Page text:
Recently Added Events May Require Filing for Incurrence of a Financial Obligation, a Default, or Modification of Terms. The two additional events (Events 15 and 16) have been viewed (and criticized) by some as being broad and potentially covering a variety of events. Disclosures arising from COVID-19 highlight these criticisms.
Event 15 requires filing of an event notice upon the “Incurrence of a financial obligation of the obligated person, if material, or agreement to covenants, events of default, remedies, priority rights, or other similar terms of a financial obligation of the obligated person, any of which affect security holders, if material.”
Event 16 requires filing of an event notice upon “Default, event of acceleration, termination event, modification of terms, or other similar events under the terms of a financial obligation of the obligated person, any of which reflect financial difficulties” (emphasis added).2
Many obligated persons are now faced with the struggle of seeking certain waivers from investors because of negative impacts due to COVID-19. Even if such waivers avoid a default, the obligated person needs to consider whether such waiver reflects financial difficulty and thus triggers the event notice filing requirement under the circumstances. The explanation for the Rule amendments in the Release of the Final Rule published by the SEC (the “Release”) provides some context to what constitutes ‘financial difficulty’ and states:
The occurrence of a default, event of acceleration, termination event, modification of terms, or other similar event under terms of a financial obligation of the obligated person or obligated person, any of which reflects financial difficulties, could provide relevant information regarding whether the financial condition of the obligated person or the obligated person has changed or worsened, and whether the obligated person or obligated person has agreed to new terms that would provide the counterparty with superior rights to assets or revenues that were previously pledged to existing security holders.3
Additionally, a default under Event 16, includes a monetary default and other failures to comply with specific covenants, but is not limited to only an “event of default” as defined in the financing documents. That more narrow view of default was rejected by the SEC as it believes there are defaults that may reflect financial difficulties “even if they do not qualify as ‘events of defaults’ under transaction documents.”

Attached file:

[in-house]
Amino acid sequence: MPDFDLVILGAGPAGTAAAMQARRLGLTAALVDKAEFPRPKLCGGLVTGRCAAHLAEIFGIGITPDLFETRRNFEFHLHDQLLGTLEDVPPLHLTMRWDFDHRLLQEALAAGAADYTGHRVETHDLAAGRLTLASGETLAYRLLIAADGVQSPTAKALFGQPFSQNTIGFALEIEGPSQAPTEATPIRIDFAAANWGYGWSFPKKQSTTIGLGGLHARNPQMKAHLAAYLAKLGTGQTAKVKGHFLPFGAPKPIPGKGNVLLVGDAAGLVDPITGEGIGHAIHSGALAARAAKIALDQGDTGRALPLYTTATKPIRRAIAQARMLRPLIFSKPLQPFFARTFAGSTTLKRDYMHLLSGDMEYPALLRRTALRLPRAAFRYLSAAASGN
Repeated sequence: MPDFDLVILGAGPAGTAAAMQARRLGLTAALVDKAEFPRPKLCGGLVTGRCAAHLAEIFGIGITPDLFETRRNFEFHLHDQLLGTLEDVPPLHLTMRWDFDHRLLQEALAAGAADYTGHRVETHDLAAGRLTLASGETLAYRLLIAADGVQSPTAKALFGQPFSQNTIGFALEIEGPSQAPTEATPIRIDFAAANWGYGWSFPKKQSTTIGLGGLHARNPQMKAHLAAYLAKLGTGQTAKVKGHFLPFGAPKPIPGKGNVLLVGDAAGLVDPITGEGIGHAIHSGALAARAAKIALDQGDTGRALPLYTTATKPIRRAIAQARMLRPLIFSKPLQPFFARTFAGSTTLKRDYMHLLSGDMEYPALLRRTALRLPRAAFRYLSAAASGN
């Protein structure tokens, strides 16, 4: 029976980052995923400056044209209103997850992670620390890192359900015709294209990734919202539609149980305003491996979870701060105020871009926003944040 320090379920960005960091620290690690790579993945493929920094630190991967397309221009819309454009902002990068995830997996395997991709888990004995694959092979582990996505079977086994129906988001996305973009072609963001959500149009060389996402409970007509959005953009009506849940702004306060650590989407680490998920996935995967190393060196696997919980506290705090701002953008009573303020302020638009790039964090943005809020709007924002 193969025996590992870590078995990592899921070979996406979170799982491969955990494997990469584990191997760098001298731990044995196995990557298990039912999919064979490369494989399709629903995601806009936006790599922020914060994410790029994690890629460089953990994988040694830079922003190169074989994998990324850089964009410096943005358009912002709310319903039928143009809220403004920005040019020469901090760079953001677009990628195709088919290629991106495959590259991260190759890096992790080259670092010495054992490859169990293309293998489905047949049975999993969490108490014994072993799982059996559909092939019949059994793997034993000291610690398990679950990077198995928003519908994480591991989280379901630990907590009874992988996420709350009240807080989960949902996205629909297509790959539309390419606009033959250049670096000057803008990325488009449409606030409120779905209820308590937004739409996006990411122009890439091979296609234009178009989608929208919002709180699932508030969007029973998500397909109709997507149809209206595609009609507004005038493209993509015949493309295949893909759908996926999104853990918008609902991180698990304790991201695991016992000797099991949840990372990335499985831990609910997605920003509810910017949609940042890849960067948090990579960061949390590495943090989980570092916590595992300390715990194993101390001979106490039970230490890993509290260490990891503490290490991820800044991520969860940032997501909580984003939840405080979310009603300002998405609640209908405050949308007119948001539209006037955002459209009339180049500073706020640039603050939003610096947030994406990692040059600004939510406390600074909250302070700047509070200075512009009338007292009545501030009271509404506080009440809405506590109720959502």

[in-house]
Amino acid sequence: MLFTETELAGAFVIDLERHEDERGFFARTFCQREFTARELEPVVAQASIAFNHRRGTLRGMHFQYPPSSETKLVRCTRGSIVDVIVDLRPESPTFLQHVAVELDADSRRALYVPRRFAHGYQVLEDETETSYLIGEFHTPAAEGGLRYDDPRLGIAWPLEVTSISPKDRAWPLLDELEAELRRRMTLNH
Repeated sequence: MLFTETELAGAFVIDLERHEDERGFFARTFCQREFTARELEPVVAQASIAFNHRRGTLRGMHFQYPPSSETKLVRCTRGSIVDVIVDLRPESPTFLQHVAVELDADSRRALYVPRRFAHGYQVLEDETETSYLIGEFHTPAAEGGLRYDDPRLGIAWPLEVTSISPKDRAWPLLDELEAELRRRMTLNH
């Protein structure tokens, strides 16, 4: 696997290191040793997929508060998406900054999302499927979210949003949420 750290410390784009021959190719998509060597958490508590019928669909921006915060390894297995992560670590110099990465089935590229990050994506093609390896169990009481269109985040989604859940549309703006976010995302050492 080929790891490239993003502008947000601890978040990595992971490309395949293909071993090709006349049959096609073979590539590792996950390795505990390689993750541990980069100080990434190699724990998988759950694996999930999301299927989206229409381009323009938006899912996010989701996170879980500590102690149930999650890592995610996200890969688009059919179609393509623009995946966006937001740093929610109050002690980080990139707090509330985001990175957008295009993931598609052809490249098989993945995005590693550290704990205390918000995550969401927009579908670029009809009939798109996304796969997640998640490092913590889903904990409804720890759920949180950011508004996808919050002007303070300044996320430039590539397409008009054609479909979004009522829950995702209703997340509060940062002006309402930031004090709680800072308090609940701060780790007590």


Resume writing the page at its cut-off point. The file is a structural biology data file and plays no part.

Comments in the Release addressing the items other than ‘default’ in Event 16, such as “modification of terms,” which is of particular relevance due to COVID-19, also seem broad and sweeping in their scope. In the applicable sections of the Release, some potentially helpful insight can be gleaned from a discussion of proposed revisions to the Rule, both of which were rejected by the SEC. The first was to revise the rule to read “modification of material terms” (emphasis added), and the second was to add “including written or verbal waivers.” The SEC rejected both revisions explaining it believed they were unnecessary since the requirement to report a modification of terms already had the qualifier that the modification was one which reflected financial difficulties. Specifically on the topic of waivers, the Release states, “Additionally, ‘modification of terms’ is broad, and as such, a written or verbal waiver of a deal provision would be a modification of the terms of an agreement because such waivers are a departure from what was agreed to under the terms of the agreement” (emphasis added). Thus, even if the likelihood of a default is unclear (or will be avoided) but there is a future modification as a result of receiving a waiver, the obligated person will likely need to timely file an event notice upon the entering of the prospective waiver.
An obligated person should:
Even in the absence of a contractual or regulatory obligation to disclose the effects of COVID-19 or related events, obligated persons should weigh their decision not to disclose against the potential for improved transparency and investor relations in today’s market.
For more information regarding continuing disclosure obligations under 15c2-12 in light of COVID-19, please contact your Foley relationship partner. Foley has created a multi-disciplinary and multi-jurisdictional team, which has prepared a wealth of topical client resources and is prepared to help our clients meet the legal and business challenges that the coronavirus outbreak is creating for stakeholders across a range of industries. Click here for Foley’s Coronavirus Resource Center to stay apprised of relevant developments, insights and resources to support your business during this challenging time. To receive this content directly in your inbox, click here and submit the form.
1 The Public Statement represents the views of the SEC Chairman and the Director of the Office of Municipal Securities of the SEC. It is not a rule, regulation, or statement of the SEC. The SEC Commission has neither approved nor disapproved its content. The Public Statement does not alter or amend applicable law and has no legal force or effect. The Public Statement creates no new or additional obligations for any person.
2 Notice of such events are required to be filed by any obligated person which has entered into a continuing disclosure agreement after the February 27, 2019 effective date of the Rule amendments, regardless of when the obligated person entered into the financial obligation (as defined in the Rule).
3 SEC’s Release of Final Rule, effective October 30, 2018 (17 CFR Part 240).